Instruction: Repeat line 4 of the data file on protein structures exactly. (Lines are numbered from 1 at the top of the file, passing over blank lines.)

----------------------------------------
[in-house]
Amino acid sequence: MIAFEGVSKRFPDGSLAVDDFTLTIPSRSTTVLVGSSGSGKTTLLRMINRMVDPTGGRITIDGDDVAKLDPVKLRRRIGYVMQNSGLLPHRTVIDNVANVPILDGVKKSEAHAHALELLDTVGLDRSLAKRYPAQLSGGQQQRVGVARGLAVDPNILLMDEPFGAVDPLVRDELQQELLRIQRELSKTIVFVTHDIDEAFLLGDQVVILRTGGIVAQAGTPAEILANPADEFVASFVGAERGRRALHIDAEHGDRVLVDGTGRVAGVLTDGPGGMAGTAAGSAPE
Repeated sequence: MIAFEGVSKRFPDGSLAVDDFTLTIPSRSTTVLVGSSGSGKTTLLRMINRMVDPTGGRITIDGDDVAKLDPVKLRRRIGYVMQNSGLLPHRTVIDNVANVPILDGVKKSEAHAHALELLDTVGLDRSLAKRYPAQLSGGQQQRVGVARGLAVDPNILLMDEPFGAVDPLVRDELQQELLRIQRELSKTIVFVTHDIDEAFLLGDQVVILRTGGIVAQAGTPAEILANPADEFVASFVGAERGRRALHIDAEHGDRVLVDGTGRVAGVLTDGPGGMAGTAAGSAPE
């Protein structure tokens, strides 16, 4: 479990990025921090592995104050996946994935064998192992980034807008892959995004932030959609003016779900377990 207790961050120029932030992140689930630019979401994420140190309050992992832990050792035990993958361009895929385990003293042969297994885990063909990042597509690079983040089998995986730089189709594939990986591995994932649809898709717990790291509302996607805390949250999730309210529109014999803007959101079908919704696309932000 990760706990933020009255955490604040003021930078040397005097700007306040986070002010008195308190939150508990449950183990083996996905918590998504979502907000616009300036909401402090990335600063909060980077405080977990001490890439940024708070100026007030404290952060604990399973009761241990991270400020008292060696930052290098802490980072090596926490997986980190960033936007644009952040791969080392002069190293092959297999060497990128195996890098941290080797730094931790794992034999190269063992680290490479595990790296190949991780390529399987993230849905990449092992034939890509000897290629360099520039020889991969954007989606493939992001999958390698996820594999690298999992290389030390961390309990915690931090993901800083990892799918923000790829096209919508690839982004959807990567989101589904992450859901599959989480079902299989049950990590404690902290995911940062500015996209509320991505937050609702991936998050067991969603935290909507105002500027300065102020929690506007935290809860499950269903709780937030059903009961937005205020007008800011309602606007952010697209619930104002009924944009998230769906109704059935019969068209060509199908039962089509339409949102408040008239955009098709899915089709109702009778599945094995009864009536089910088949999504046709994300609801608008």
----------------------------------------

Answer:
């Protein structure tokens, strides 16, 4: 479990990025921090592995104050996946994935064998192992980034807008892959995004932030959609003016779900377990 207790961050120029932030992140689930630019979401994420140190309050992992832990050792035990993958361009895929385990003293042969297994885990063909990042597509690079983040089998995986730089189709594939990986591995994932649809898709717990790291509302996607805390949250999730309210529109014999803007959101079908919704696309932000 990760706990933020009255955490604040003021930078040397005097700007306040986070002010008195308190939150508990449950183990083996996905918590998504979502907000616009300036909401402090990335600063909060980077405080977990001490890439940024708070100026007030404290952060604990399973009761241990991270400020008292060696930052290098802490980072090596926490997986980190960033936007644009952040791969080392002069190293092959297999060497990128195996890098941290080797730094931790794992034999190269063992680290490479595990790296190949991780390529399987993230849905990449092992034939890509000897290629360099520039020889991969954007989606493939992001999958390698996820594999690298999992290389030390961390309990915690931090993901800083990892799918923000790829096209919508690839982004959807990567989101589904992450859901599959989480079902299989049950990590404690902290995911940062500015996209509320991505937050609702991936998050067991969603935290909507105002500027300065102020929690506007935290809860499950269903709780937030059903009961937005205020007008800011309602606007952010697209619930104002009924944009998230769906109704059935019969068209060509199908039962089509339409949102408040008239955009098709899915089709109702009778599945094995009864009536089910088949999504046709994300609801608008």